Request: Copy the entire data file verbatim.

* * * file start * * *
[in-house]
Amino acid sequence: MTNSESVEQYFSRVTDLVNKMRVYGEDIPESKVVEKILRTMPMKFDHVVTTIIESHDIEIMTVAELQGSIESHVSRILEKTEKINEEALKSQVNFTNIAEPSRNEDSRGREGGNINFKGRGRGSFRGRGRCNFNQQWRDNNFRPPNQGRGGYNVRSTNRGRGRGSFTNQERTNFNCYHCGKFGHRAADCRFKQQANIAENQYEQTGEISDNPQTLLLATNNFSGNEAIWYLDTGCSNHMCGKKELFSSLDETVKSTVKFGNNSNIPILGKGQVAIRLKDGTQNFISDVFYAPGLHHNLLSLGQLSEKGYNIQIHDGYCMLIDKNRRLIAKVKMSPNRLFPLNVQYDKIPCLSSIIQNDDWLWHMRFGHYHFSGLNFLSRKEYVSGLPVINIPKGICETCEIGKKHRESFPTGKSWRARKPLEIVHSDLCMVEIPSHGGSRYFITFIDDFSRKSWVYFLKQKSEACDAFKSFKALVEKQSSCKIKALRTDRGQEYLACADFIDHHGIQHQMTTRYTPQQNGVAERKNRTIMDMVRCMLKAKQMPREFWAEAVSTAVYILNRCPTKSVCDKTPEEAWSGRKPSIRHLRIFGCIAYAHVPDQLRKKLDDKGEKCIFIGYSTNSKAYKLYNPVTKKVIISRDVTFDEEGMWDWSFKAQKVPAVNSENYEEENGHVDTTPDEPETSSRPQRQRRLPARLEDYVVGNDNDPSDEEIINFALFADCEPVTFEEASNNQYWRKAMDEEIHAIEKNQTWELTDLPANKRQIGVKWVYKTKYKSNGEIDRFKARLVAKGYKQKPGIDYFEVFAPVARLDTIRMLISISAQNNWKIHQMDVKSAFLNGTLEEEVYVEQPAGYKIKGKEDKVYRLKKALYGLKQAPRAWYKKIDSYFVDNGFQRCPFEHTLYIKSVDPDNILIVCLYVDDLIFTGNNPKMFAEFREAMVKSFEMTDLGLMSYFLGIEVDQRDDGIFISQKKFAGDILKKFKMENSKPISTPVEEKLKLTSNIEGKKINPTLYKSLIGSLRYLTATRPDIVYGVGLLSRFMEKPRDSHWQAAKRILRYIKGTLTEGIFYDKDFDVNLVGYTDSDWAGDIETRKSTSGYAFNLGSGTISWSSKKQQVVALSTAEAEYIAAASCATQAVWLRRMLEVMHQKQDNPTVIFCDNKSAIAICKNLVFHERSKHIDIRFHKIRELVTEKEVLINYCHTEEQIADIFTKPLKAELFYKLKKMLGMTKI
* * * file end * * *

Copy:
[in-house]
Amino acid sequence: MTNSESVEQYFSRVTDLVNKMRVYGEDIPESKVVEKILRTMPMKFDHVVTTIIESHDIEIMTVAELQGSIESHVSRILEKTEKINEEALKSQVNFTNIAEPSRNEDSRGREGGNINFKGRGRGSFRGRGRCNFNQQWRDNNFRPPNQGRGGYNVRSTNRGRGRGSFTNQERTNFNCYHCGKFGHRAADCRFKQQANIAENQYEQTGEISDNPQTLLLATNNFSGNEAIWYLDTGCSNHMCGKKELFSSLDETVKSTVKFGNNSNIPILGKGQVAIRLKDGTQNFISDVFYAPGLHHNLLSLGQLSEKGYNIQIHDGYCMLIDKNRRLIAKVKMSPNRLFPLNVQYDKIPCLSSIIQNDDWLWHMRFGHYHFSGLNFLSRKEYVSGLPVINIPKGICETCEIGKKHRESFPTGKSWRARKPLEIVHSDLCMVEIPSHGGSRYFITFIDDFSRKSWVYFLKQKSEACDAFKSFKALVEKQSSCKIKALRTDRGQEYLACADFIDHHGIQHQMTTRYTPQQNGVAERKNRTIMDMVRCMLKAKQMPREFWAEAVSTAVYILNRCPTKSVCDKTPEEAWSGRKPSIRHLRIFGCIAYAHVPDQLRKKLDDKGEKCIFIGYSTNSKAYKLYNPVTKKVIISRDVTFDEEGMWDWSFKAQKVPAVNSENYEEENGHVDTTPDEPETSSRPQRQRRLPARLEDYVVGNDNDPSDEEIINFALFADCEPVTFEEASNNQYWRKAMDEEIHAIEKNQTWELTDLPANKRQIGVKWVYKTKYKSNGEIDRFKARLVAKGYKQKPGIDYFEVFAPVARLDTIRMLISISAQNNWKIHQMDVKSAFLNGTLEEEVYVEQPAGYKIKGKEDKVYRLKKALYGLKQAPRAWYKKIDSYFVDNGFQRCPFEHTLYIKSVDPDNILIVCLYVDDLIFTGNNPKMFAEFREAMVKSFEMTDLGLMSYFLGIEVDQRDDGIFISQKKFAGDILKKFKMENSKPISTPVEEKLKLTSNIEGKKINPTLYKSLIGSLRYLTATRPDIVYGVGLLSRFMEKPRDSHWQAAKRILRYIKGTLTEGIFYDKDFDVNLVGYTDSDWAGDIETRKSTSGYAFNLGSGTISWSSKKQQVVALSTAEAEYIAAASCATQAVWLRRMLEVMHQKQDNPTVIFCDNKSAIAICKNLVFHERSKHIDIRFHKIRELVTEKEVLINYCHTEEQIADIFTKPLKAELFYKLKKMLGMTKI